Vertical farms are growing in Canada, in part accelerated by pandemic-induced food supply chain disruptions and surging consumer demand for safe, locally produced fresh vegetables.
An early grocery retail adopter is Sobeys Inc., which partnered with Infarm in 2020 and began its national rollout with Infarm vertical farming units in Safeway and Thrifty Foods stores in B.C. Sobeys recently announced it’s expanding the Infarm vertical farming units across the country in approximately 100 stores.
On the supply side, the most noteworthy move in this area was a $65 million investment by McCain Foods in February in TruLeaf and its subsidiary, Guelph, Ont.-based GoodLeaf Farms, Canada’s largest commercial vertical farming operation . By the end of 2021, GoodLeaf is planning two more indoor vertical farms — one to serve the grocery and food service networks in Eastern Canada, and one for Western Canada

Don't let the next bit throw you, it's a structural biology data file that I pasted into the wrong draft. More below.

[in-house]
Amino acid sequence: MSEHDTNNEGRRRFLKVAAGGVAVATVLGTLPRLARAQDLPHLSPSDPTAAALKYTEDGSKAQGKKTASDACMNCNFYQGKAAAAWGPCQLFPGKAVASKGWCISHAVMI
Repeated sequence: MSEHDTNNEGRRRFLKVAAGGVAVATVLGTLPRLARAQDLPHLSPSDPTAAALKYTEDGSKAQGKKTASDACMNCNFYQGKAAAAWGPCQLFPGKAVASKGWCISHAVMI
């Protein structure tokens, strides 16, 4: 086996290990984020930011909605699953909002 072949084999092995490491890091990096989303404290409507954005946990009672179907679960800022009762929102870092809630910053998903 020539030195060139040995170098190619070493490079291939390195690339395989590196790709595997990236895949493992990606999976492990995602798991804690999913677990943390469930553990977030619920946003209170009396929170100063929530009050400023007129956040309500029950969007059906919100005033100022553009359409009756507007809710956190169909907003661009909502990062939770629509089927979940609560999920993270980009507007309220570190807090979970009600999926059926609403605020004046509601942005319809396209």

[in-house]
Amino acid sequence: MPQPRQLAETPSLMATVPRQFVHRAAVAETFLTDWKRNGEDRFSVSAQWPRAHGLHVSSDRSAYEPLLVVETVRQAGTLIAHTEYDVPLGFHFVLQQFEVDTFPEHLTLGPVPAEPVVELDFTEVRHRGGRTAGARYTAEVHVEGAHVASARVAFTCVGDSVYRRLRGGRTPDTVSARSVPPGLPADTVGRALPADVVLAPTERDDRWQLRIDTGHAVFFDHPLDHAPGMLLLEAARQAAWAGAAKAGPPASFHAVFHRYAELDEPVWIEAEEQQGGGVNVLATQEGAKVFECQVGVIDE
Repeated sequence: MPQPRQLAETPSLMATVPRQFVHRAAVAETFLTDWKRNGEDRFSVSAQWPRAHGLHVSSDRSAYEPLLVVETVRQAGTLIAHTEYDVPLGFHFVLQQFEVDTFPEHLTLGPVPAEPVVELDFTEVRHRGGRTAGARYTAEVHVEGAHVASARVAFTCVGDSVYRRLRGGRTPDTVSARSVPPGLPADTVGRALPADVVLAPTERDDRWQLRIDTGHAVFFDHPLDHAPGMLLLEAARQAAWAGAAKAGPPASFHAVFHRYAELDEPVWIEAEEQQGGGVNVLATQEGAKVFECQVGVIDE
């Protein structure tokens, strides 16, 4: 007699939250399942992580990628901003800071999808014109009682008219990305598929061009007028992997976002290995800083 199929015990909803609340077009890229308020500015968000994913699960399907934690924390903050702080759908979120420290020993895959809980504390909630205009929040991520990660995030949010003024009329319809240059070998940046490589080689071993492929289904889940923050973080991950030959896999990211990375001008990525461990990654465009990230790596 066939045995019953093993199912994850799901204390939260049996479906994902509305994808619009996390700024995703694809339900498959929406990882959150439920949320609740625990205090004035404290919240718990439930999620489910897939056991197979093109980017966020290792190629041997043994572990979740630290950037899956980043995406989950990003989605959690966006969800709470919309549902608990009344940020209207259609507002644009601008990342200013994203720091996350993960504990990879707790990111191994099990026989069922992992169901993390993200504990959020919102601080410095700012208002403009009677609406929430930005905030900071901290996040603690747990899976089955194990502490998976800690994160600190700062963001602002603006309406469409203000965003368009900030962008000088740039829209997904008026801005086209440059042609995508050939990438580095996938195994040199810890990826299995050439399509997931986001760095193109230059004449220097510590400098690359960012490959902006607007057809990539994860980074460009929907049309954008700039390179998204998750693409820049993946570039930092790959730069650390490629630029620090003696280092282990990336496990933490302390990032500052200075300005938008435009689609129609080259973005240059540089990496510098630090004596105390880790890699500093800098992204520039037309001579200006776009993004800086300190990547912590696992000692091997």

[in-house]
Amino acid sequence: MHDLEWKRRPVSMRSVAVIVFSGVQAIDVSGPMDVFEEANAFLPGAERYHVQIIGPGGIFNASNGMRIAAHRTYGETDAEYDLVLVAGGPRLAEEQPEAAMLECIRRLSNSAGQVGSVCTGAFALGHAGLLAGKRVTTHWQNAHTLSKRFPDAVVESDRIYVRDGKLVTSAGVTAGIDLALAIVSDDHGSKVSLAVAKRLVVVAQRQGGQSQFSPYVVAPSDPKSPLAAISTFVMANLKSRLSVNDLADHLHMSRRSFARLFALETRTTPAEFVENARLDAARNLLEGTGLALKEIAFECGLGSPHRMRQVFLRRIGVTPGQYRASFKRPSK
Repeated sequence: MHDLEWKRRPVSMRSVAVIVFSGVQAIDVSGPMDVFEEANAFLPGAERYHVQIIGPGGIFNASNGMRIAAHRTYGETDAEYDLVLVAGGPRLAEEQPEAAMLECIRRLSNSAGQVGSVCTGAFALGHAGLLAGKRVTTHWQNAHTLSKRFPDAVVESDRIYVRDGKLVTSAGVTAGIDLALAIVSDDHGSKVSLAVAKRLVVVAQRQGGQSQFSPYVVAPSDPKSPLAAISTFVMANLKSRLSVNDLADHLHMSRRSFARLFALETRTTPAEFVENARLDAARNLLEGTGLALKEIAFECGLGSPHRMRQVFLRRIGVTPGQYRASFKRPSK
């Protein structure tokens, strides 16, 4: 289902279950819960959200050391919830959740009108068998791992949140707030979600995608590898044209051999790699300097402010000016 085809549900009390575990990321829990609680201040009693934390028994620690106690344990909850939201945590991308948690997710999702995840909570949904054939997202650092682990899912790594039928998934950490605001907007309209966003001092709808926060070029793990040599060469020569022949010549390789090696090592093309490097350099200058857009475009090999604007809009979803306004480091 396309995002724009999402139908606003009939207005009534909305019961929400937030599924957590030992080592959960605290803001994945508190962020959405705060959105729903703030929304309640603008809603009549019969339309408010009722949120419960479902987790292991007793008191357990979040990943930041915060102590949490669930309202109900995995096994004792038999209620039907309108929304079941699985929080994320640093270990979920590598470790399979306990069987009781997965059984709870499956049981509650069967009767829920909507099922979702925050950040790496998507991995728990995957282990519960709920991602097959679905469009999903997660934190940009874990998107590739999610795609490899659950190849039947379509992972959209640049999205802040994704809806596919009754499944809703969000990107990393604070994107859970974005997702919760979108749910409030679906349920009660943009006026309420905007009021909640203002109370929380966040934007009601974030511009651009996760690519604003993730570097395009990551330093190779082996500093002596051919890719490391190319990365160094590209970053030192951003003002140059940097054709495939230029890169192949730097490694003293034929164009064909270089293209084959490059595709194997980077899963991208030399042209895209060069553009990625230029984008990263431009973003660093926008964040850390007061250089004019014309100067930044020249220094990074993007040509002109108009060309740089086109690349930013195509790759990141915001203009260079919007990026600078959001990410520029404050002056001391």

More recently a Quebec company introduced technology to support growing vertical farm operations in the province and a new vertical farming operation has just opened east of the Greater Toronto Area in Oshawa, Ont. Mighty Harvest grows leafy greens and herbs.
And demand among consumers is likely to grow according to studies on shoppers’ perceptions and willingness to pay for produce grown in vertical farm production systems. One study by the University in Illinois conducted in 2017 noted that “consumers see vertical farming as a comparable – and perhaps acceptable – form of agricultural production.”